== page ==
Jan 23 2012
This weekend the New York Times ran an article about Apple and its production of I-phones overseas. Bottom Line Up Front? Steve Jobs could also be a real s**t when it came to his fellow countrymen:
When Barack Obama joined Silicon Valley’s top luminaries for dinner in California last February, each guest was asked to come with a question for the president.
But as Steven P. Jobs of Apple spoke,President Obama interrupted with an inquiry of his own: what would it take to make iPhones in the United States?
Not long ago, Apple boasted that its products were made in America. Today, few are. Almost all of the 70 million iPhones, 30 million iPads and 59 million other products Apple sold last year were manufactured overseas.
Why can’t that work come home? Mr. Obama asked.
Mr. Jobs’s reply was unambiguous. “Those jobs aren’t coming back,” he said, according to another dinner guest.
The president’s question touched upon a central conviction at Apple. It isn’t just that workers are cheaper abroad. Rather, Apple’s executives believe the vast scale of overseas factories as well as the flexibility, diligence and industrial skills of foreign workers have so outpaced their American counterparts that “Made in the U.S.A.” is no longer a viable option for most Apple products.
As an American-I am insulted by Mr. Jobs logic. Because if you read on in the article you will find that it would appear that the main reason Apple cannot bring the jobs home is because most American workers would refuse to be treated as slaves-and that somehow there is something wrong with that mindset.
An eight-hour drive from that glass factory is a complex, known informally as Foxconn City, where the iPhone is assembled. To Apple executives, Foxconn City was further evidence that China could deliver workers — and diligence — that outpaced their American counterparts.
That’s because nothing like Foxconn City exists in the United States.
The facility has 230,000 employees, many working six days a week, often spending up to 12 hours a day at the plant. Over a quarter of Foxconn’s work force lives in company barracks and many workers earn less than $17 a day. When one Apple executive arrived during a shift change, his car was stuck in a river of employees streaming past. “The scale is unimaginable,” he said.
Foxconn employs nearly 300 guards to direct foot traffic so workers are not crushed in doorway bottlenecks. The facility’s central kitchen cooks an average of three tons of pork and 13 tons of rice a day. While factories are spotless, the air inside nearby teahouses is hazy with the smoke and stench of cigarettes.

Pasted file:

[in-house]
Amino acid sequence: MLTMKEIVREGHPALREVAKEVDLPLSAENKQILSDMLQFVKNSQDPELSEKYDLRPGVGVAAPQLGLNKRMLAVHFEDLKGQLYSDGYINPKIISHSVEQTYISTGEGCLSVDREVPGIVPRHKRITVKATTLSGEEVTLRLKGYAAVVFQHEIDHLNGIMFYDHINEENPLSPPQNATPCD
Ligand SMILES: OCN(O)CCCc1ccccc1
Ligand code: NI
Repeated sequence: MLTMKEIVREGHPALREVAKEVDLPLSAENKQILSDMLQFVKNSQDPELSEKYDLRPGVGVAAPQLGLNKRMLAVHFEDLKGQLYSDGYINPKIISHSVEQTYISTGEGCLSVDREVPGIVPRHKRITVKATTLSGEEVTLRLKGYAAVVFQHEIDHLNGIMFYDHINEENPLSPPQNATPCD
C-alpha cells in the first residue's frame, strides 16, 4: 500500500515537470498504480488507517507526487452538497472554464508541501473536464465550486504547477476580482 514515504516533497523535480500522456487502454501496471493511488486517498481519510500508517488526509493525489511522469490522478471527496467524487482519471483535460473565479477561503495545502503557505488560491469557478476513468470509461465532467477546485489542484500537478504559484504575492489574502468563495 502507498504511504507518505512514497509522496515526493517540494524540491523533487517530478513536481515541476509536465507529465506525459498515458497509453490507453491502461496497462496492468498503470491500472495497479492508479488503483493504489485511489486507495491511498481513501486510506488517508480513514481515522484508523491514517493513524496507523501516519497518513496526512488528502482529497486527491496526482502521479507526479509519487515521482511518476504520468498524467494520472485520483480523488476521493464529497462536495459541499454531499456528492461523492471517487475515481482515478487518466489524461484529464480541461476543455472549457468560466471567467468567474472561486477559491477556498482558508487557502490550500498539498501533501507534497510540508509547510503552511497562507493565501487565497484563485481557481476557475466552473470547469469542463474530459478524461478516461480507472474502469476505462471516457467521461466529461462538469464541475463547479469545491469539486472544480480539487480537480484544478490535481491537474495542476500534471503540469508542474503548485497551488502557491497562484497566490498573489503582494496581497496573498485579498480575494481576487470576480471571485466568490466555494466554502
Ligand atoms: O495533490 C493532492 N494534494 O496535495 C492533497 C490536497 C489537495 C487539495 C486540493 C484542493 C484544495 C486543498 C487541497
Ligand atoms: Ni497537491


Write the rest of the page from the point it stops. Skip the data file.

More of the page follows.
Foxconn Technology has dozens of facilities in Asia and Eastern Europe, and in Mexico and Brazil, and it assembles an estimated 40 percent of the world’s consumer electronics for customers like Amazon, Dell, Hewlett-Packard, Motorola, Nintendo, Nokia, Samsung and Sony.
“They could hire 3,000 people overnight,” said Jennifer Rigoni, who was Apple’s worldwide supply demand manager until 2010, but declined to discuss specifics of her work. “What U.S. plant can find 3,000 people overnight and convince them to live in dorms?”
Well, yea-you could not get Americans to put up with that. But ask yourself why they should have to? What Jobs was in fact saying was that, treating people decently and providing a living wage, needed to come second to his impatient deadlines and the need to clear a gazillon dollars in profit. Foxconn has a documented history of trouble and treating its workers like shit. The point of the article is that Apple just couldn’t get that done in the US, and if you read the muted Times’ description of Foxconn, or, better yet, listen to those who have told of visiting Chinese factories, it’s easy to understand why. Those workers live in dorms which house 13-15 people in bunks in 12 by 12 rooms. They officially work 12 hour days, but often work for up to 16 hours a day, for a little more than Chinese minimum wage (about $1.30/hour if my math is right). Turnover at the plants is estimated at 10-20% per month.
What disgusts me the most is that instead of castigating Apple for being an enabler to such inhumanity-there is a whole horde of people who agree with Jobs that it was somehow all right because the ends justified the means. That;s more than just a little wrong-its a criminal mindset. That there are a lot of Americans who agree with this point of view is more than a little disturbing.
Its not true-Americans can and will produce when properly motivated to do so. That they will not allow themselves to be mindlessly taken advantage of is not a flaw-its a feature. The only thing that distiniguishes the United States is its unwillingness to throw a 1/3 of its population under the bus-the way the stinking Chinese have.
And that there are people who think that is the example we should seek to emulate-is another sign the country is losing its mind. I'll say it again-American workers will produce. But they have a right to be fairly compensated for the effort-and they expect to have their private lives and time respected.
And that's the way its supposed to be. Not the other way around.
That's real capitalism and real democracy. Too bad our Galtian overlords have not grasped that. And shame on the Times for not calling it what it is.